New York Gov. Andrew CuomoAndrew CuomoThe Hill's Morning Report - Presented by Emergent BioSolutions - Facebook upholds Trump ban; GOP leaders back Stefanik to replace Cheney Broadway to fully reopen in September Mets, Yankees to open vaccination sites to fans before games MORE (D) says the state will soon be launching a series of shows and concerts featuring big-name performers — including Amy SchumerAmy Beth SchumerHollywood stars, business leaders sign open letter opposing new voting restrictions Lawmakers want Biden to pressure Saudi Arabia to end Yemen blockade Amy Schumer backs voting rights bill: 'The For the People Act is awesome, unless you hate democracy' MORE, Chris Rock and Hugh Jackman — aimed at reviving the arts economy amid the coronavirus pandemic.

The series of pop-up performances and events will begin Feb. 4, Cuomo announced Tuesday during his State of the State address. In addition to "The Greatest Showman's" Jackman and comedians Schumer and Rock, entertainers will include opera star Renée Fleming and famed musician Wynton Marsalis, Cuomo said.

Performances are poised to be held at outdoor sites in New York City and across the state, including at state parks and in so-called "flexible venues" that allow for social distancing measures.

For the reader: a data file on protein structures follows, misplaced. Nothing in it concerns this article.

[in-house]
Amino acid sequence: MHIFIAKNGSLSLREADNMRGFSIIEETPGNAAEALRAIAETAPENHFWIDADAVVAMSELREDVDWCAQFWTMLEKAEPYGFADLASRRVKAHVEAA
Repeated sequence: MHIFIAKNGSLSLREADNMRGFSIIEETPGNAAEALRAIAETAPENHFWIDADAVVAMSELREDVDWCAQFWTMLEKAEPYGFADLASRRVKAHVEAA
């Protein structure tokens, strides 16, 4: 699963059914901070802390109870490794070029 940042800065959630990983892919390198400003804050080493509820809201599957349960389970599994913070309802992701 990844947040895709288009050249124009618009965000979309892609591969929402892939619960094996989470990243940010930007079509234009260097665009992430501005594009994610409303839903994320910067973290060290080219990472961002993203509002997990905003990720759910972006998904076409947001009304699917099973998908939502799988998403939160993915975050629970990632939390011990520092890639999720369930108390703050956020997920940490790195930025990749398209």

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"This groundbreaking initiative will help revive the arts while celebrating New York's resiliency and recovery from the COVID pandemic," Cuomo said. The initiative will be spearheaded by mega-producers Scott Rudin and Jane Rosenthal, along with the New York State Council on the Arts, according to the governor.

Earlier this month, New York became the fourth state to surpass 1 million coronavirus infections since the start of the pandemic, which has dealt a devastating financial blow to the arts in New York and across the country.

Broadway performances shut down due to COVID-19 last March, and the famed theater strip reportedly isn't scheduled to reopen until May. Arts spaces and museums have also been shuttered during the pandemic.

"Almost no one has been hurt more by COVID than our artists," Cuomo said, noting that the entertainment and culture industry in New York accounts for almost half a million jobs.

"We cannot wait until summer to turn the lights back on for the arts and provide a living wage for artists," Cuomo said.

"The show will go on. The fans will be back," he added. "And New York will be New York once again."